Now that I am on the other side of the fear, I realize that I could never really prepare myself for losing her. Often times in Maggie’s life there would be a medical crises I thought the end was near.  I always pictured a cliff and there was nothing but darkness beyond. I was so afraid of being plunged into that darkness. But, of course, we cannot truly imagine how we will feel when the time comes. When Maggie died, I  didn’t feel the darkness at all. I felt just the opposite, like I was in a spotlight. I was acutely aware of everything. I remember the faces of the people we passed in the hospital hallway on the way out that night, knowing they didn’t know what we were experiencing and realizing I didn’t know what they were going through. I felt small, and powerless and very exposed.

I had a feeling of being swept down a river. I was not in control, grief was controlling me.  I seemed to be in a canoe with no paddle and just had to let the grief take me where it would. I didn’t know if I would land safely on a sandy shore or go over the waterfall, but I knew I was helpless to control it. This was not a sobbing kind of lack of control -- though there was certainly a lot of that -- this was a sort of peaceful acceptance that I just had to let this happen and not worry about what I was supposed to feel  - or say -  or think - or how I was supposed to act.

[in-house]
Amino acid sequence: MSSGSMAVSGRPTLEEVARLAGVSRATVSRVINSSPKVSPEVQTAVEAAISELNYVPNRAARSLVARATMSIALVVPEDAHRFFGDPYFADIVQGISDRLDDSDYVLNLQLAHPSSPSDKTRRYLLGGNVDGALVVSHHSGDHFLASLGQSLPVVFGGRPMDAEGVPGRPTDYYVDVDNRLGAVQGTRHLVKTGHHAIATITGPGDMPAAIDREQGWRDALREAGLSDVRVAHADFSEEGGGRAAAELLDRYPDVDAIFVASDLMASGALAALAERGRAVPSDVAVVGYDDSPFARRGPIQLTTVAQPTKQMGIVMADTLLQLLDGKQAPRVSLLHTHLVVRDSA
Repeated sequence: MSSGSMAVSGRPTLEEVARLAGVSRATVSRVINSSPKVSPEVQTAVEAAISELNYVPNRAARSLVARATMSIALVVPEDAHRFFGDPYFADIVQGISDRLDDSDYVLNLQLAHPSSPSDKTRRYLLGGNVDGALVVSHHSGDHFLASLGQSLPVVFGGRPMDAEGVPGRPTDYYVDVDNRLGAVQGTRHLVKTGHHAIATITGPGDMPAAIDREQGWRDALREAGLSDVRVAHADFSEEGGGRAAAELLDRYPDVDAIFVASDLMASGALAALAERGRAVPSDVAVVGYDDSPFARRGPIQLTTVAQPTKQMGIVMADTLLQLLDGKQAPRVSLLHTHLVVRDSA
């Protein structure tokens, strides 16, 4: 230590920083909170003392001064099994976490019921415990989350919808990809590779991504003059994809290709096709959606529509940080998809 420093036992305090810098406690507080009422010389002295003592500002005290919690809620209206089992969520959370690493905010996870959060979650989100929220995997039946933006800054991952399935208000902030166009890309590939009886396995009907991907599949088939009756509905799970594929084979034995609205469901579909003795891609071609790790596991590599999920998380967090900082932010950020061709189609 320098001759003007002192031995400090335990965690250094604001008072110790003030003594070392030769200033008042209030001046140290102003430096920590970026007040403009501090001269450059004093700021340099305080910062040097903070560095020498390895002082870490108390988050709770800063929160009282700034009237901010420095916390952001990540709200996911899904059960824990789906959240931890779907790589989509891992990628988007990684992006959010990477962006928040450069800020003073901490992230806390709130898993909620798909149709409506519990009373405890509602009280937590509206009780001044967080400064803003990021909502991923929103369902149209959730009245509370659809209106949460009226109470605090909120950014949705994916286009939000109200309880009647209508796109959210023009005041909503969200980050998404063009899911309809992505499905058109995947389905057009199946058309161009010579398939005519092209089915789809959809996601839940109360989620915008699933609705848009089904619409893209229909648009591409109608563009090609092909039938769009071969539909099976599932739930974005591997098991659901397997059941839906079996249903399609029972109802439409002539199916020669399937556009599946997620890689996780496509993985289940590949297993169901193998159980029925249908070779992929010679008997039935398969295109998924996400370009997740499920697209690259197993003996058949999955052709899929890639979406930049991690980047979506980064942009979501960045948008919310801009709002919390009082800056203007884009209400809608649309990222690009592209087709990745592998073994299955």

As time went by I felt less and less out of control. I was still on that river, but now I had a paddle. There were difficult parts to navigate, but on the calm parts, I was going to be ok.  I had to adjust to a life without Maggie.